Blu-ray Review: Tenet

By , Contributor
So many resources went into the creation of Christopher Nolan's Tenet, it's truly a shame the results weren't so confounding. When a filmmaker as massively talented as Nolan has some $200 million at his disposal to craft a sci-fi/spy thriller hybrid, the results should be dazzling and engrossing. The former adjective certainly applies. Tenet is a spectacularly kinetic experience from a purely sensorial standpoint. John David Washington stars as a CIA agent known only as "the Protagonist," tasked by the titular organization with saving the planet from World War III. That much, I think I got.

Over the course of two-and-a-half hours, the set pieces are skillfully executed. The movie looks and feels cool. But have you ever turned on a movie, one which you've never seen, and thought it looked cool but were confused because it was halfway over? In those cases, your best option was to wait for an opportunity to watch it from the beginning. Starting Tenet from the very beginning still creates that disorienting feeling, although obviously the viewer has missed nothing. Dense and complicated storytelling can be fine. Asking your audience to pay close attention to the unfolding plot is fine. But Nolan just dives into his time-bending concept (Tenet members can move freely back and forth in time, so the clock is ticking to prevent future technology from being invented in the first place... or something like that) and expects us to keep up.

Again, demanding full concentration from your audience is one thing—leaving them largely in the dark about what is actually happening at any given time is quite another. It absolutely must also be said: the dialogue in Tenet is often both spoken and mixed so low that even following the characters' speech is unduly challenging. "Puzzle" movies, ones in which the twists and turns reveal characters and their motivations to mean something altogether different than initially expected, can provide for extremely involving viewing experiences. At their best, they can inspire multiple viewings (and even if you never quite get what's going on, like in a David Lynch film like Lost Highway for instance, there can still be elements to savor amidst the confusion).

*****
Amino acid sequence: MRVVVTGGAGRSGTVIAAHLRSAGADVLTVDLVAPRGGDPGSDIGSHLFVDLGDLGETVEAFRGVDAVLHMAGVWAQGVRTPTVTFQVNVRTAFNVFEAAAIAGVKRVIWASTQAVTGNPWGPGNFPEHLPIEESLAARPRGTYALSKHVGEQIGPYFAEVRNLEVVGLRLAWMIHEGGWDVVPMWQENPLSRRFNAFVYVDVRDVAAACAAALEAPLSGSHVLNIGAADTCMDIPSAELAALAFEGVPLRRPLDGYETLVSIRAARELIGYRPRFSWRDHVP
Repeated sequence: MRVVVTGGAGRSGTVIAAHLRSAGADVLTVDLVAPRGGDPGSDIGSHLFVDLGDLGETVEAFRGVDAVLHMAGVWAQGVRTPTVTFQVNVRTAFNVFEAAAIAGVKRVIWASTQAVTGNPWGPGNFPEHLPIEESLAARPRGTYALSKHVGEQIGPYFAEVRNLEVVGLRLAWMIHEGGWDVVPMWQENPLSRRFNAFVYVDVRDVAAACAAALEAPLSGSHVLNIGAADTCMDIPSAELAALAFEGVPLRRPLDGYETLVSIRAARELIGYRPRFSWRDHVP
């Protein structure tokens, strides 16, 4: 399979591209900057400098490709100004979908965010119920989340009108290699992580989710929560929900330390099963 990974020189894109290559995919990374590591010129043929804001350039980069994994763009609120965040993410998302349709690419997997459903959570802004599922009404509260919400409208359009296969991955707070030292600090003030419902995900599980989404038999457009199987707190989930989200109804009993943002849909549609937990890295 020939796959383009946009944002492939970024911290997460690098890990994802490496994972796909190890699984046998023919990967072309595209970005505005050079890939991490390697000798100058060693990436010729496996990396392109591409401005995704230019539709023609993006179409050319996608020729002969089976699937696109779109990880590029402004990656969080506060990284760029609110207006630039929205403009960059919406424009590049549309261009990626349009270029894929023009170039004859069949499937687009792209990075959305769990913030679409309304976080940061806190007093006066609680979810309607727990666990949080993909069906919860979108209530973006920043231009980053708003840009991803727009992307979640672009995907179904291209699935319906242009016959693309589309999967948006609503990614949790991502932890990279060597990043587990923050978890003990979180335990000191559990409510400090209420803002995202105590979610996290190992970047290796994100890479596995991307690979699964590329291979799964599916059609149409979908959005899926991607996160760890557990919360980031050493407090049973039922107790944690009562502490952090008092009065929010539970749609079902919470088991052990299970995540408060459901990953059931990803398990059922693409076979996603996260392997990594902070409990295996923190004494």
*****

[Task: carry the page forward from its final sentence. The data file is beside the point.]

But not only will I not try to offer any standard summary of Tenet (I can't, quite frankly), I do not feel the slightest bit compelled to ever return to figure out what I apparently missed. To rely on a hoary cliche of a phrase, your mileage may vary. Nolan is understandably one of very few rock star directors working today. But this feels like indulgence. Somewhere buried under all the layers of confusion probably lies an intriguing concept. But the characters are plot devices (and uniformly portrayed as such by an otherwise worthy cast). The entire hunk of technical prowess is leaden; no humor, no wit. It's beyond me how anyone could bring themselves to care about what is unfolding throughout a thriller that fails to thrill.

Again, Tenet has plenty of pizzazz, but Nolan forsakes his audience by taking them for granted. Go along with the ride, he seems to be saying, and if you don't "get it," well then—I guess you just weren't meant to. Personally, I'll stick with the more straightforward spy fare like 007, Bourne, or Jack Ryan.

Warner Home Entertainment's Tenet Blu-ray release also includes a standard DVD, digital download code, and a second Blu-ray containing a 13-part, 76-minute making-of documentary. It's a nicely comprehensive breakdown of the production and possibly worth watching in advance of the actual feature film, as it provides some much-needed insight into the film's concepts. Though for my money, that's another strike against Nolan's determined anti-storytelling technique employed in Tenet.

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Chaz Lipp is a Las Vegas-based musician and freelance writer. His new jazz album 'Good Merlin' is now available.

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